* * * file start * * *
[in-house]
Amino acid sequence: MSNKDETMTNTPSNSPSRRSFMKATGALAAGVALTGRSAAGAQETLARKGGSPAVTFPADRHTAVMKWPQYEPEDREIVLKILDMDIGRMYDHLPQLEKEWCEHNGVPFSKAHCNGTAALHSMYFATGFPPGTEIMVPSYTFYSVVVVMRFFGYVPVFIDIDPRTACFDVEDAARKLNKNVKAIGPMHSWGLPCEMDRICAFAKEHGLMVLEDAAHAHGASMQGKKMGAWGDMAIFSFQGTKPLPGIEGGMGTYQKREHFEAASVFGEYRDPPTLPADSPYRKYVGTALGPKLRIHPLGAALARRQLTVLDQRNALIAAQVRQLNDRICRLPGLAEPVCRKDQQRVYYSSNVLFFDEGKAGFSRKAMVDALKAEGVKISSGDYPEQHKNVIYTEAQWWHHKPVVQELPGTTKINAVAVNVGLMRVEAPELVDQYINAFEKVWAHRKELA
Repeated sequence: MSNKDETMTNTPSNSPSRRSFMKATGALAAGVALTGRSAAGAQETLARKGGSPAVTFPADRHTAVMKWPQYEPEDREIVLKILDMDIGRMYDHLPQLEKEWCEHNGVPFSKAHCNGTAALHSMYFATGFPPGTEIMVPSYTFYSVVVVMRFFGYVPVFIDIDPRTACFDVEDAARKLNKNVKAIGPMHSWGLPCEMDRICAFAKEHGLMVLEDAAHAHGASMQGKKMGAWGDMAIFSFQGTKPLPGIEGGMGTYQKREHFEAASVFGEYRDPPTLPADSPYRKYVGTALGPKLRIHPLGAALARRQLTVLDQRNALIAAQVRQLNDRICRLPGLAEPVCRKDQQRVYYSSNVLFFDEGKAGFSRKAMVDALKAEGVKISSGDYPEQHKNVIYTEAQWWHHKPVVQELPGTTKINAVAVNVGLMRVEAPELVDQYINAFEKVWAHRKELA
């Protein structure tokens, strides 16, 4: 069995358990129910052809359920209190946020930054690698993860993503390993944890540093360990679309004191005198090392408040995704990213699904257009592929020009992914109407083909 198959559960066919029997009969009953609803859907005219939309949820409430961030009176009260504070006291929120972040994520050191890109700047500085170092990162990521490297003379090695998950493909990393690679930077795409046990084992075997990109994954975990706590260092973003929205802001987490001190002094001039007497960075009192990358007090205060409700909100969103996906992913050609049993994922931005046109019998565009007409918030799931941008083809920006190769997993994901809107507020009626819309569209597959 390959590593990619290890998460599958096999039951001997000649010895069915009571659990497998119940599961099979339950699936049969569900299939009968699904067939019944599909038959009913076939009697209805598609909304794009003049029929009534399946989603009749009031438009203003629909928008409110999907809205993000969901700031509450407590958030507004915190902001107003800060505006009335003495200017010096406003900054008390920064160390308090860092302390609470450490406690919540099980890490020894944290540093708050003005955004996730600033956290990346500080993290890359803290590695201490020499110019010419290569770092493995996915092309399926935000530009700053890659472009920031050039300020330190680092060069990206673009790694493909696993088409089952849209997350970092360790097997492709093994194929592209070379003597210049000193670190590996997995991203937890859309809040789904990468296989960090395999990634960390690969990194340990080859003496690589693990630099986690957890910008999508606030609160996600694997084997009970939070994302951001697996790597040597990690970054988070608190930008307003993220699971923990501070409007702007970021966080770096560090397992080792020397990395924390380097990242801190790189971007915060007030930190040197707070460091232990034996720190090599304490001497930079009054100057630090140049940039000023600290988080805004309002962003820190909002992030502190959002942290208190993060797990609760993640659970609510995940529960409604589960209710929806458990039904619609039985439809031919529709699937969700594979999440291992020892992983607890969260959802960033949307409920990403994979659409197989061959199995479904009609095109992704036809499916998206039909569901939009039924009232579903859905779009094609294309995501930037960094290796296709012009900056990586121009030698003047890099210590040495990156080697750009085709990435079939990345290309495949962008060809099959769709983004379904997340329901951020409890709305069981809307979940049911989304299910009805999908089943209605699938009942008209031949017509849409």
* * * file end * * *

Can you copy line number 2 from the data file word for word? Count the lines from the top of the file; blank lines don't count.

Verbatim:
Amino acid sequence: MSNKDETMTNTPSNSPSRRSFMKATGALAAGVALTGRSAAGAQETLARKGGSPAVTFPADRHTAVMKWPQYEPEDREIVLKILDMDIGRMYDHLPQLEKEWCEHNGVPFSKAHCNGTAALHSMYFATGFPPGTEIMVPSYTFYSVVVVMRFFGYVPVFIDIDPRTACFDVEDAARKLNKNVKAIGPMHSWGLPCEMDRICAFAKEHGLMVLEDAAHAHGASMQGKKMGAWGDMAIFSFQGTKPLPGIEGGMGTYQKREHFEAASVFGEYRDPPTLPADSPYRKYVGTALGPKLRIHPLGAALARRQLTVLDQRNALIAAQVRQLNDRICRLPGLAEPVCRKDQQRVYYSSNVLFFDEGKAGFSRKAMVDALKAEGVKISSGDYPEQHKNVIYTEAQWWHHKPVVQELPGTTKINAVAVNVGLMRVEAPELVDQYINAFEKVWAHRKELA